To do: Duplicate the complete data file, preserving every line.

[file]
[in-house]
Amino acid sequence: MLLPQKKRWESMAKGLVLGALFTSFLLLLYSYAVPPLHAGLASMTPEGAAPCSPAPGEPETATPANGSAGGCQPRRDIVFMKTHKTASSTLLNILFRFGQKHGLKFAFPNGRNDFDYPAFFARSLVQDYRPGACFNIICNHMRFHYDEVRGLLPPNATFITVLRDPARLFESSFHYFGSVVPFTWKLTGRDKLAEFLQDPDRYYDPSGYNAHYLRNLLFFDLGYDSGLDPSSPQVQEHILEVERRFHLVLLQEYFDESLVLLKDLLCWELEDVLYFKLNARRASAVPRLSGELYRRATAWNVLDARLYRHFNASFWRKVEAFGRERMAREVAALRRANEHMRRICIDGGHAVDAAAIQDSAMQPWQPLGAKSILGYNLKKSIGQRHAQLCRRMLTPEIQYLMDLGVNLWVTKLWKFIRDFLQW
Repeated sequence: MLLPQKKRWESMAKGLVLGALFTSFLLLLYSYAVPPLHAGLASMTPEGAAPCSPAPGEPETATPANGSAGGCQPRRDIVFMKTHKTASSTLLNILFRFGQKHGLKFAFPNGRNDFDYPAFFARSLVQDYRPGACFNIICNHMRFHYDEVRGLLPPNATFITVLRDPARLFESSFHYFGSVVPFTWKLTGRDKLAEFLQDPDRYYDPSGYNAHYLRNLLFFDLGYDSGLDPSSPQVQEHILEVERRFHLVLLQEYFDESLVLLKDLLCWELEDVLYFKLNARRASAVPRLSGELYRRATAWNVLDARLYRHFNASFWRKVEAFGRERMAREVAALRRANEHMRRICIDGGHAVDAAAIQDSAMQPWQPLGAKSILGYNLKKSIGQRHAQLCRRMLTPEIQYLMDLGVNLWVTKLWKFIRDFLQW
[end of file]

[in-house]
Amino acid sequence: MLLPQKKRWESMAKGLVLGALFTSFLLLLYSYAVPPLHAGLASMTPEGAAPCSPAPGEPETATPANGSAGGCQPRRDIVFMKTHKTASSTLLNILFRFGQKHGLKFAFPNGRNDFDYPAFFARSLVQDYRPGACFNIICNHMRFHYDEVRGLLPPNATFITVLRDPARLFESSFHYFGSVVPFTWKLTGRDKLAEFLQDPDRYYDPSGYNAHYLRNLLFFDLGYDSGLDPSSPQVQEHILEVERRFHLVLLQEYFDESLVLLKDLLCWELEDVLYFKLNARRASAVPRLSGELYRRATAWNVLDARLYRHFNASFWRKVEAFGRERMAREVAALRRANEHMRRICIDGGHAVDAAAIQDSAMQPWQPLGAKSILGYNLKKSIGQRHAQLCRRMLTPEIQYLMDLGVNLWVTKLWKFIRDFLQW
Repeated sequence: MLLPQKKRWESMAKGLVLGALFTSFLLLLYSYAVPPLHAGLASMTPEGAAPCSPAPGEPETATPANGSAGGCQPRRDIVFMKTHKTASSTLLNILFRFGQKHGLKFAFPNGRNDFDYPAFFARSLVQDYRPGACFNIICNHMRFHYDEVRGLLPPNATFITVLRDPARLFESSFHYFGSVVPFTWKLTGRDKLAEFLQDPDRYYDPSGYNAHYLRNLLFFDLGYDSGLDPSSPQVQEHILEVERRFHLVLLQEYFDESLVLLKDLLCWELEDVLYFKLNARRASAVPRLSGELYRRATAWNVLDARLYRHFNASFWRKVEAFGRERMAREVAALRRANEHMRRICIDGGHAVDAAAIQDSAMQPWQPLGAKSILGYNLKKSIGQRHAQLCRRMLTPEIQYLMDLGVNLWVTKLWKFIRDFLQW